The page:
Original image by blakie
In my first two posts about procrastination, I suggested a simple reframe and one unusual method that can help you become more aware of your procrastination habits. Even just this awareness can be a great help in overcoming procrastination. In part three of the series, I look at some of the research that has been done on the subject of putting things off and, more importantly, what methods for beating procrastination have been proven to work.
Image by gwylow71
Mihály Csíkszentmihályi – what looks like the result of me randomly banging my forehead against the keyboard is actually the name of an academic who is one of the pioneers of positive psychology. He coined the term “flow” as a particular state of mind and concentration, sometimes also referred to as “optimal experience”. Since it is highly relevant to personal productivity, in today’s post I explain the core concept of psychological flow.
In my previous post on the subject of procrastination, I presented a brief definition of “problematic procrastination” and offered one unconventional reframe that can help you beat this bad habit. In this post, I will take it one step further and show you how you can combine this reframe with a simple method to improve your productivity some more. If you haven’t read my previous post, I suggest you do that first by following this link. If you’re already familiar with my previous post, please read on.
It occurred to me recently that I have already mentioned “reframes” in past articles (most recently in this one about procrastination), but never explained what meaning of the term I was referring to. In this post, I will briefly explain what a mental reframe is and show you how reframes can be helpful as well as dangerous.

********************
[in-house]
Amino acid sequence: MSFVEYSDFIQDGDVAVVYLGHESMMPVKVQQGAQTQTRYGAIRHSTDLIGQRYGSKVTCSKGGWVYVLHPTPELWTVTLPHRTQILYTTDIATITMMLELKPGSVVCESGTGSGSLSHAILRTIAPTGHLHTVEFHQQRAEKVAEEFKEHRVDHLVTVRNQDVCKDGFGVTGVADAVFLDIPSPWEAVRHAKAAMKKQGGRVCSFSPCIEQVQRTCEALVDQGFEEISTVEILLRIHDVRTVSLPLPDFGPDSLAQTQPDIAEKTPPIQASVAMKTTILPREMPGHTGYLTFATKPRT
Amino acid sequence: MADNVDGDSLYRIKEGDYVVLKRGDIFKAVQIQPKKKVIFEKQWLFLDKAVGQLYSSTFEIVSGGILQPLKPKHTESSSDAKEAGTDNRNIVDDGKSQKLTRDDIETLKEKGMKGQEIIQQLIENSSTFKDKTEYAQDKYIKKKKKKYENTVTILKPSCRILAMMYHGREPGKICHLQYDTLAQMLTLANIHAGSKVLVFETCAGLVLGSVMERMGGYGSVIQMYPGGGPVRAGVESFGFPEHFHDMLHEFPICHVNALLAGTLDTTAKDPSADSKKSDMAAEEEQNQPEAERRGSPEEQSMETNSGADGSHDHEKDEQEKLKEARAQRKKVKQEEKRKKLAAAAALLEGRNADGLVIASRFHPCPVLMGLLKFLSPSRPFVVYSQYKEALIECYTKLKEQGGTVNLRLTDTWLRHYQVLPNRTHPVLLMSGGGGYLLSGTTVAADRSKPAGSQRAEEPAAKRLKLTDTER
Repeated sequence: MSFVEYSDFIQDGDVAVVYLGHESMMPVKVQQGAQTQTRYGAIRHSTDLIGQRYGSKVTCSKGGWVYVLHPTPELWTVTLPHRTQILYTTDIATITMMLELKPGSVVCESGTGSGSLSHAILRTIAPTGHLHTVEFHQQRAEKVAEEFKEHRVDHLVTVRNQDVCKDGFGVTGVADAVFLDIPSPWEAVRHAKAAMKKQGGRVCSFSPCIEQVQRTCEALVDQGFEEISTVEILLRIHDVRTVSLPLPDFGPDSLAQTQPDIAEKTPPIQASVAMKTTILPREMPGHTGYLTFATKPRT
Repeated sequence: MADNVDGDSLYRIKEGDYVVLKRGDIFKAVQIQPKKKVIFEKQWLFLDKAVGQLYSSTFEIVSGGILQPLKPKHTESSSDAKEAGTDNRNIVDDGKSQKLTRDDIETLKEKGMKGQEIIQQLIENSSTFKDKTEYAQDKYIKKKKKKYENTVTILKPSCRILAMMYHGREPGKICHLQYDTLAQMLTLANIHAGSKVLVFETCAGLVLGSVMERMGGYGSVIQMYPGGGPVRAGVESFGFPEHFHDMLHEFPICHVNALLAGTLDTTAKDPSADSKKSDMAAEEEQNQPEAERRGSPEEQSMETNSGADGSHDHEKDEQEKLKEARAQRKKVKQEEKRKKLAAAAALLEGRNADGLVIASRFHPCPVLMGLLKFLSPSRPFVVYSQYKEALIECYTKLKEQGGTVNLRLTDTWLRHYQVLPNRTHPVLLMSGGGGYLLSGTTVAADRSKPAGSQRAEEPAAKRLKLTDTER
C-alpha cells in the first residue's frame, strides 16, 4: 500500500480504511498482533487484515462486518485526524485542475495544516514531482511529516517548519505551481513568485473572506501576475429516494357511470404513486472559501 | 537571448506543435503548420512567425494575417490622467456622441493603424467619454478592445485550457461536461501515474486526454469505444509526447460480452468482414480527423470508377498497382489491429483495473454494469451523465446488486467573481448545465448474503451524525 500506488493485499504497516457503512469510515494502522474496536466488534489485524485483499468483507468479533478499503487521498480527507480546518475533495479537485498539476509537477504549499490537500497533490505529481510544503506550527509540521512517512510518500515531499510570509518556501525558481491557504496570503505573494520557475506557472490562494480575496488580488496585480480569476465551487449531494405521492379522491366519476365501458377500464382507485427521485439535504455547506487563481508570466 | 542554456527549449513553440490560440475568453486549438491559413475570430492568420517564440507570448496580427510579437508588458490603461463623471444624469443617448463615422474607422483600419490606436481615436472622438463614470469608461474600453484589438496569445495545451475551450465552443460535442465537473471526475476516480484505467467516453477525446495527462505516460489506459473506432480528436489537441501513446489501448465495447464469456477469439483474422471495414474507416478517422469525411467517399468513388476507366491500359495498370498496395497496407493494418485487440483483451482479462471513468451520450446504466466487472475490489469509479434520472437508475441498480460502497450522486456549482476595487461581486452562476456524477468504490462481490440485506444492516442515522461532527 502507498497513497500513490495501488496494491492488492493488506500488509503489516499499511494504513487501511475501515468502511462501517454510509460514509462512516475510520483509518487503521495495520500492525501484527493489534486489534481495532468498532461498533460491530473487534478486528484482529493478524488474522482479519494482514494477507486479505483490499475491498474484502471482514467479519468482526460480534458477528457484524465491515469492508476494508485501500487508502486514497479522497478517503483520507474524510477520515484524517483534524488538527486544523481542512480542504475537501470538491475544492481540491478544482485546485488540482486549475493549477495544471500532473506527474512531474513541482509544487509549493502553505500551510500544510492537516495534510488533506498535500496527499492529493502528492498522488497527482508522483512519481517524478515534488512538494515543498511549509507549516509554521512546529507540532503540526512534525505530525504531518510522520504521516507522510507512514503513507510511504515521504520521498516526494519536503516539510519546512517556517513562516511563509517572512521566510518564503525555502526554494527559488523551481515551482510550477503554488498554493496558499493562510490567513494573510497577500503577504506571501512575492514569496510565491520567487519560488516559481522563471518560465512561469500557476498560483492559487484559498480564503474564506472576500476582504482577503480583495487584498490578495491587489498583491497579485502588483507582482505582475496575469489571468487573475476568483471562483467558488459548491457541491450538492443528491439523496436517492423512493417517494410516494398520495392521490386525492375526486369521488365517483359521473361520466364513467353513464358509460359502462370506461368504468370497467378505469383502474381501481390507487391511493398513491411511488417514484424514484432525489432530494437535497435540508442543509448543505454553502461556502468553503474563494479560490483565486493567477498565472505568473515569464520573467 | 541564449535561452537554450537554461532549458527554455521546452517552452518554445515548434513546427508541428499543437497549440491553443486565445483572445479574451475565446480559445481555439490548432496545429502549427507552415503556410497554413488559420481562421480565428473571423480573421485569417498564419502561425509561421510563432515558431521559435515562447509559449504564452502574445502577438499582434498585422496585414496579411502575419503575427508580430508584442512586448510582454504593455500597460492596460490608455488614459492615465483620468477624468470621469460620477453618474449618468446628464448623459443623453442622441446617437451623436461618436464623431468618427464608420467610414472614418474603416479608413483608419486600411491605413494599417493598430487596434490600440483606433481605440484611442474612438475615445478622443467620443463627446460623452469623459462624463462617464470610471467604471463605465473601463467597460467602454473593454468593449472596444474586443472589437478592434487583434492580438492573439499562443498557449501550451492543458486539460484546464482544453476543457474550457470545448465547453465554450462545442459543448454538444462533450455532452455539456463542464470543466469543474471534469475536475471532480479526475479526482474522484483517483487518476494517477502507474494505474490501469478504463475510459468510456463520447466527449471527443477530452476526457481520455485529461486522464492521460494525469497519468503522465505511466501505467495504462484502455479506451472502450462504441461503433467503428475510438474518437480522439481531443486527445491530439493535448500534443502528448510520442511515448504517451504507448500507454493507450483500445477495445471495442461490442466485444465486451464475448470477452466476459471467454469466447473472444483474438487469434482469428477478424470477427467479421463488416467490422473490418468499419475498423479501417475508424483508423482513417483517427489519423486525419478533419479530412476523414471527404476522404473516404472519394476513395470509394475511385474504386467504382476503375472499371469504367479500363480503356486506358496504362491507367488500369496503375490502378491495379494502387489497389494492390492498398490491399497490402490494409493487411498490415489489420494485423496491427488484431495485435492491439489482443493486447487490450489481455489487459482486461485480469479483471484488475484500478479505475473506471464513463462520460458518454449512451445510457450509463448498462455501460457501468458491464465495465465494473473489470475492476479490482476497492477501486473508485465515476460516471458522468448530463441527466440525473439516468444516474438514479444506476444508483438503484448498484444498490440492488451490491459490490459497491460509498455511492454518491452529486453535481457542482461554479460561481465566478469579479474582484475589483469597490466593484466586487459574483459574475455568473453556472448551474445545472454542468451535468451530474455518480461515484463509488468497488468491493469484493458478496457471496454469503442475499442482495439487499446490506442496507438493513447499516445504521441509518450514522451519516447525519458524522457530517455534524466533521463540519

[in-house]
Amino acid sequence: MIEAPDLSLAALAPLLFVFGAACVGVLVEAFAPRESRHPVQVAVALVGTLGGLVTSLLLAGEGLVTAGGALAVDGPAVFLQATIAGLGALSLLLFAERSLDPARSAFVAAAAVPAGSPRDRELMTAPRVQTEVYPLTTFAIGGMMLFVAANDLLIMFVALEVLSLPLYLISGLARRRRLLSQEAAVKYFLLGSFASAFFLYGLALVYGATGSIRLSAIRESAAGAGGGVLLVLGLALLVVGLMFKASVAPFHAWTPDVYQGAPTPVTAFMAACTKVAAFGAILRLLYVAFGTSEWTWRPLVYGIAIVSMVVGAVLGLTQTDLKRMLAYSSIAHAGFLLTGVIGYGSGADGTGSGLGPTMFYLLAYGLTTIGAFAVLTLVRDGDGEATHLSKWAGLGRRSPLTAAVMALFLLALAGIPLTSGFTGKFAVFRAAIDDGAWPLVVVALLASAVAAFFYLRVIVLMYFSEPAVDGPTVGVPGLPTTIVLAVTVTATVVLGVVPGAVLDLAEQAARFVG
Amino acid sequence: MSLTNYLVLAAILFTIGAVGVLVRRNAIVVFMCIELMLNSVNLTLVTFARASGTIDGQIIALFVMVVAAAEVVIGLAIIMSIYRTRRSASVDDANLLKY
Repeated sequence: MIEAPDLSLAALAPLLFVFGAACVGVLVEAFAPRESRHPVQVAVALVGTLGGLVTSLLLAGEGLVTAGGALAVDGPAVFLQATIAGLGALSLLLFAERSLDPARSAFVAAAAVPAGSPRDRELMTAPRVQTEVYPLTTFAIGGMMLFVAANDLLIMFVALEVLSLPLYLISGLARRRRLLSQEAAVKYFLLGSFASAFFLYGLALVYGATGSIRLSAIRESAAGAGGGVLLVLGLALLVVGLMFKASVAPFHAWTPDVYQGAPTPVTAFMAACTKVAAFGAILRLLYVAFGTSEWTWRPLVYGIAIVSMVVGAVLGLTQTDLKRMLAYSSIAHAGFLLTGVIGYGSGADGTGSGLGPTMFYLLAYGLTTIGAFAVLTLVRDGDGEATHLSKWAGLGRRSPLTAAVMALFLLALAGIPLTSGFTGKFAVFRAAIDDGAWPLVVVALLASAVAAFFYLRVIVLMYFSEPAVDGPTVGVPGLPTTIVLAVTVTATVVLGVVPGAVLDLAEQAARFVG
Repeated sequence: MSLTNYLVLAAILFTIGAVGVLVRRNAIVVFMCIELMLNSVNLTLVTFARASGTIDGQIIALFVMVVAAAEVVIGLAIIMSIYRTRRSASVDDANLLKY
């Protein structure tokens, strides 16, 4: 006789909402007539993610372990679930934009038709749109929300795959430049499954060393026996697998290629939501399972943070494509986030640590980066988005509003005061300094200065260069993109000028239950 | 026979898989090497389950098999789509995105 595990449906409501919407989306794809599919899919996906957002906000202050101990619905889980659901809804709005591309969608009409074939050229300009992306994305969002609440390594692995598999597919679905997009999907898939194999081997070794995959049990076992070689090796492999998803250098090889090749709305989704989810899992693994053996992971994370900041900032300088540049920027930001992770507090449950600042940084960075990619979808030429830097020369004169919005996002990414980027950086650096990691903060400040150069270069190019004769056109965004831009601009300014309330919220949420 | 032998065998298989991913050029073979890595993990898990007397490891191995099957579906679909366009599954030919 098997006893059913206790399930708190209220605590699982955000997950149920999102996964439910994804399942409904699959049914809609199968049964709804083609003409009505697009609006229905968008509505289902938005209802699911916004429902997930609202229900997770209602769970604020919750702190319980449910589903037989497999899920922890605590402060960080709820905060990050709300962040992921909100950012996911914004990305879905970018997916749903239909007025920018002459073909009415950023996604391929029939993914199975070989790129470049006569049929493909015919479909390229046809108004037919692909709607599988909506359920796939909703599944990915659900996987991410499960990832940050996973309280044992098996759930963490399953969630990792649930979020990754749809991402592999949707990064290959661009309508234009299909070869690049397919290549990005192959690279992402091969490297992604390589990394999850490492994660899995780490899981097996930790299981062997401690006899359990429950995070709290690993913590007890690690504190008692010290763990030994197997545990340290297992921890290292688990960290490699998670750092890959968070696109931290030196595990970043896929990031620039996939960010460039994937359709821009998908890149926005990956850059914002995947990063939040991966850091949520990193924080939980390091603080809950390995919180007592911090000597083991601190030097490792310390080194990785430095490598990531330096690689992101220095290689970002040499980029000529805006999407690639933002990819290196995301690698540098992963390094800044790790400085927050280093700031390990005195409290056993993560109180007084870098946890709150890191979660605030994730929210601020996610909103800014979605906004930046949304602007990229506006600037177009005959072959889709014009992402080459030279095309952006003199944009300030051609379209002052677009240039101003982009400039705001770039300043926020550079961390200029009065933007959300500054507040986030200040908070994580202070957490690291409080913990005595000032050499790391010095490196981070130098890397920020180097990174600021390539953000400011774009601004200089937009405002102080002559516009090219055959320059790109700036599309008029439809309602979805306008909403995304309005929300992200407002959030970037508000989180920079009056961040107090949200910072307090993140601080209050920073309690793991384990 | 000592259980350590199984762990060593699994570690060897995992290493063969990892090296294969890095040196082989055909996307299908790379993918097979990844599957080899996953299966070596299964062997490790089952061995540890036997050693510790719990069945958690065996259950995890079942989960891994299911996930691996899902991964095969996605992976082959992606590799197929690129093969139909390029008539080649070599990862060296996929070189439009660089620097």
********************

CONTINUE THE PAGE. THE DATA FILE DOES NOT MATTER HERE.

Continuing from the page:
Yeah, I know, hilarious title. I worked on that one all day.
Moving on: Finding something entertaining and distracting to do is easier than ever and as a consequence of this, procrastination has become a wide-spread problem. As long as you have internet access, the next status-update, short message, puzzle-game, cute animal picture or dubious offer concerning the size of your private parts is never far away. In fact, certain applications seem to be specifically designed to increase access to distractions, instantly notifying you about updates on twitter, facebook, your e-mail inbox or any number of other sites and services. No wonder we don’t come around to doing productive things anymore. In today’s post, I will briefly outline one method you should try, if you find yourself putting things off a bit too frequently.
Building productive habits is key to any kind of personal development, no doubt about that. Unfortunately, building new habits also tends to be very, very difficult. In this post, I will introduce two key factors that make habit-building so difficult. These factors are habituation and homeostasis, and while they can be your worst enemies, when you are trying to improve yourself, they can also be your best friends.
Building habits is key to personal progress and success. If you manage to continually build new, positive habits that increase your productivity, your skills or your happiness, then you are obviously on a fast track to a wonderful life. But, as you probably know, it can be very challenging to build a new habit up to the point where it is truly integrated into your life. Think “Motivation” – a theme absolutely pivotal to almost every book, blog, seminar and system concerned with self-improvement. After all, it’s not that we don’t know what’s good for us. We know perfectly well that we should get our asses off the couch and do that workout, finally clean out that messy drawer and finish that project that’s been at the back of our minds for so long.